Memorial Day weekend marks the official opening of the summer season. The Candlewood Lake Authority Marine Patrol are the first responders on the entire lake measuring 11 miles long, 2 miles wide, and 65 miles of shoreline spanning five towns. The Patrol strives to ensure all boaters share a safe recreational experience on the lake.
Assistant Chief of Marine Patrol Henry Dyson encourages all boaters to take extra time to do a safety check before they head out on the water. Many boaters have a checklist for opening and closing the boat. Create a personal checklist for essential safety gear.
1. Make sure your drain plugs are in prior to launch.
2. If you aren’t a mechanic, it is a good idea to have a certified boat maintenance professional give your vessel a once-over before you put the boat in the water to make sure it is seaworthy.
3. Be sure you add fresh fuel.
4. Check the expiration date for appropriate safety equipment including your fire extinguisher. If you shake your fire extinguisher you should feel powder moving around inside the device. If the powder is not moving inside have the extinguisher checked by a fire professional or replace it. Instrumentation must be in the green. Check your vessel horn, and if you use one, your air horn.
5. If safety gear is still in its original packaging, open it so you can quickly access it in case of emergency.
6. Check the condition of your life vests, moldy or torn PFD should be replaced. Make sure all PFDs are the appropriate size for each passenger. Add an extra life vest if you pick up a passenger or two – or if you need to be a good citizen for someone in distress.
7. Put a map of the lake in an easily accessible compartment.
8. Make sure you have a charged cell phone and if you have one, an extra battery pack for longer days on the water.
Chief Nick Mellas urges boaters to use caution on the water this early in the season.
- Seasonal storms can cause large debris to be moved from the islands or personal property into the lake. Be on the lookout for natural obstacles and floating docks or vessels which may come loose around the lake.
- Water levels are variable, pay careful attention to hidden hazards.
- Be sure you read and understand what buoy markers are in your line of sight, give hazard buoys a wide berth. Never tie your vessel to a marker buoy.
- Before May 31, you must wear a life jacket on a canoe, kayak, or paddleboard. Beginning June 1 and through October 31, you must have a life jacket with you, and you should always make sure you wear it.
- Lake temperatures at this time of year can be in the 55 to 60-degree range. Did you know that there is no difference between lake temperatures of 30 vs 60 degrees Fahrenheit? Hypothermia or cold shock can affect you in a matter of minutes and without a life vest, you may not survive. 50 -60 is the danger zone.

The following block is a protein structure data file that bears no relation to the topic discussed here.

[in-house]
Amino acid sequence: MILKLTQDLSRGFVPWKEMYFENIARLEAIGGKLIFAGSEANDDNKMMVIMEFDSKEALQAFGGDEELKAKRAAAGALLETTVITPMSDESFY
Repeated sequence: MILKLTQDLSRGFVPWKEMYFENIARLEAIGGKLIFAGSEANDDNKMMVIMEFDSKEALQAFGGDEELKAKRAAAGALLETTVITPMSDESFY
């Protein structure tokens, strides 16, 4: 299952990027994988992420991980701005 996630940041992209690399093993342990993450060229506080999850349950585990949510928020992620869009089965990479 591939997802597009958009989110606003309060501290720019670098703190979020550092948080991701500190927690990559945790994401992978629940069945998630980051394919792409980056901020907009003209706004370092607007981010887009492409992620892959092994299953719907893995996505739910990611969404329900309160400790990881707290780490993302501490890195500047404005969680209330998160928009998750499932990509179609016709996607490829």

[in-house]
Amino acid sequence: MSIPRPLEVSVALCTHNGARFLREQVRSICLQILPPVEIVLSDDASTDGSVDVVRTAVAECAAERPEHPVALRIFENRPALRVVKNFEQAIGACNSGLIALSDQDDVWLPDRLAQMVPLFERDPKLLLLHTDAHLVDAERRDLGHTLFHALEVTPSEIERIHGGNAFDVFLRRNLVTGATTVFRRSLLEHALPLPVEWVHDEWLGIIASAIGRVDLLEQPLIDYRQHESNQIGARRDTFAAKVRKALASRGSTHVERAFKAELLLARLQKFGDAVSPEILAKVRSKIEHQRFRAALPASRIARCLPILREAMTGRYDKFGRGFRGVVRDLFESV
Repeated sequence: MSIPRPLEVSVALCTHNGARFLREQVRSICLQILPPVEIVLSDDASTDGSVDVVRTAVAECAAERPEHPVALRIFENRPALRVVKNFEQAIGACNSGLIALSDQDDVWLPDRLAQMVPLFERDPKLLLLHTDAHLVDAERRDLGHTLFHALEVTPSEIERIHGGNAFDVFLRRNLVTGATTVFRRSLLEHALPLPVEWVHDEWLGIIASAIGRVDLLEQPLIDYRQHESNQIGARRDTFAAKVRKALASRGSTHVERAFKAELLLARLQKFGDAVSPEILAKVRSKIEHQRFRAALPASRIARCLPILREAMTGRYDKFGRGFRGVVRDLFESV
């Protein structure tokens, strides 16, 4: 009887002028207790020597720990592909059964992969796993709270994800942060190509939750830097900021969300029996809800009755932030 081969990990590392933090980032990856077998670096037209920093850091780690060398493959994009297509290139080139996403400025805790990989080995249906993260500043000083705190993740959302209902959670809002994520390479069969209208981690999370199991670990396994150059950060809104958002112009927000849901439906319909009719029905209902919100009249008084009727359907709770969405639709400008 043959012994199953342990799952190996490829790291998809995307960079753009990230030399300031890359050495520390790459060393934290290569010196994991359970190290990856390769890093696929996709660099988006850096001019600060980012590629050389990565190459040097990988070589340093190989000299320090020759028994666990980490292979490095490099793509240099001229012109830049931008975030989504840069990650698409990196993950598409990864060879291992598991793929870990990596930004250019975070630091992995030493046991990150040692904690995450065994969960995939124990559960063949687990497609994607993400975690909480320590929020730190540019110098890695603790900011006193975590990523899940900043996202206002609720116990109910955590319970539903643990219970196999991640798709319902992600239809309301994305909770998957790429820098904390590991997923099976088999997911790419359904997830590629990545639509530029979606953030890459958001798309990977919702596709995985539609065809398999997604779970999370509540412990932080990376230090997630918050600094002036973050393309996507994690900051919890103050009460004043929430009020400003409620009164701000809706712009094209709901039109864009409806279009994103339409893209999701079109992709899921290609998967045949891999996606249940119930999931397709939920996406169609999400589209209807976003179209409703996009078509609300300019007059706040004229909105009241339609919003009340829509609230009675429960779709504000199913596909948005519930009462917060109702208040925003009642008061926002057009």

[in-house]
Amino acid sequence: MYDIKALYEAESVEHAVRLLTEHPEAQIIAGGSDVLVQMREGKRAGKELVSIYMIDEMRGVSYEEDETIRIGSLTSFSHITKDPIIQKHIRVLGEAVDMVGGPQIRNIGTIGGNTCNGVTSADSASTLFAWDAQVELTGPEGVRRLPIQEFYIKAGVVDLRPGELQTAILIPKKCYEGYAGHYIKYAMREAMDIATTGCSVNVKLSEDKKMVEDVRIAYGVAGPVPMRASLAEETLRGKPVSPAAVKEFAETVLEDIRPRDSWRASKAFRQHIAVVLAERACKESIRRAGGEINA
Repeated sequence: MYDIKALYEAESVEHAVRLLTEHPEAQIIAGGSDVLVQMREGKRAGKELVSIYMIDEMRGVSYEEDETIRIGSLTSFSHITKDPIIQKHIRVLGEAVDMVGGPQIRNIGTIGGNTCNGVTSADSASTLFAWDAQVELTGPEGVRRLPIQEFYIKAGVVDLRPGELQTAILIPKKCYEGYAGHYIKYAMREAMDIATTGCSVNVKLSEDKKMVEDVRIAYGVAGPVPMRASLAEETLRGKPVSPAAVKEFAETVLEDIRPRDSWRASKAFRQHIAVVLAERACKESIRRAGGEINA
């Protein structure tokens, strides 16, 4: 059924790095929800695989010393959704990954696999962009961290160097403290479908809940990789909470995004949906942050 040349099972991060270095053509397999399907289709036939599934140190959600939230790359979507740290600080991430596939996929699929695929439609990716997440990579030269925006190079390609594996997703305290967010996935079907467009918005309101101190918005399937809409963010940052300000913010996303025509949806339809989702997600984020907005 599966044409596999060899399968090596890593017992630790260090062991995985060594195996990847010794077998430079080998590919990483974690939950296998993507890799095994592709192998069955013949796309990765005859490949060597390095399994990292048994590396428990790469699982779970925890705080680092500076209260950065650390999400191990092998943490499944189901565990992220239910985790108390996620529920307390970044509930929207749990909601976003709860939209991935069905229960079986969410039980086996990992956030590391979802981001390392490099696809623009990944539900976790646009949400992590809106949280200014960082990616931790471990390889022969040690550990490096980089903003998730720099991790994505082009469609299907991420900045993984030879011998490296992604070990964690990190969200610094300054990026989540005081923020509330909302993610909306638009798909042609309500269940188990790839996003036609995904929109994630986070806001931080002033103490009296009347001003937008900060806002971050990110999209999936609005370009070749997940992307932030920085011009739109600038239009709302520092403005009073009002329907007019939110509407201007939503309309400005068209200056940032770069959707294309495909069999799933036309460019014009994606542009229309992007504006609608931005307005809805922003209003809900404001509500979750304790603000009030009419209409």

Boat traffic on Candlewood Lake can be particularly busy on the weekends. Boaters are encouraged to be courteous of fellow boaters and to be good citizens of the lake. Marine Patrol will be actively present on the water this summer. Don’t hesitate to stop and ask a question or just to say hello. We will see you on the lake!
What you need to know about operating a vessel on Candlewood Lake
CLA encourages all boaters to take a Boating Safety course and earn a state of CT Safe Boating Certificate (SBC) to keep you – and others – safe on the waters.
- An SBC is required for Connecticut residents, owners of real estate in Connecticut, and anyone using Connecticut waters more than 60 days a year.
- Connecticut recognizes certificates from Massachusetts, New Hampshire, New York, and Rhode Island for use on our waters.
- All personal watercraft (PWC) operators on Connecticut waters must possess a Certificate of Personal Watercraft Operation (CPWO) from DEEP.
Water Skiing Endorsement
Emily’s Law was passed in 2015 in Connecticut for operators of a vessel engaged in water skiing, tubing or any passengers riding in the wake. Operators:
- must be at least 16 years old.
- must hold the appropriate license and/or certificate (see above)
- must hold a Connecticut DEEP-issued Safe Water Skiing Endorsement.
Anyone who held a valid license and/or certification before October 1, 2015, is grandfathered from the endorsement requirement. If you received an SBC after October 1, 2015, and your SBC doesn’t already include the endorsement, you need to take the two-hour towing endorsement available free of charge through the online sportsman licensing system.
Water Skiing, Wakeboarding, Surfing and Tubing Safety Reminders
- By law, water skiing is towing anyone behind a vessel under power. This includes surfing, wakeboarding, and tubing.
- Operators must comply with the DEEP Safe Water Skiing Endorsement regulations.
- There must be a responsible person at least 12 years of age on board to assist the operator and observe the progress of the person being towed.
- Towing a passenger behind a vessel is not permitted from one half-hour past sunset to sunrise and when weather conditions limit visibility to less than 10 yards.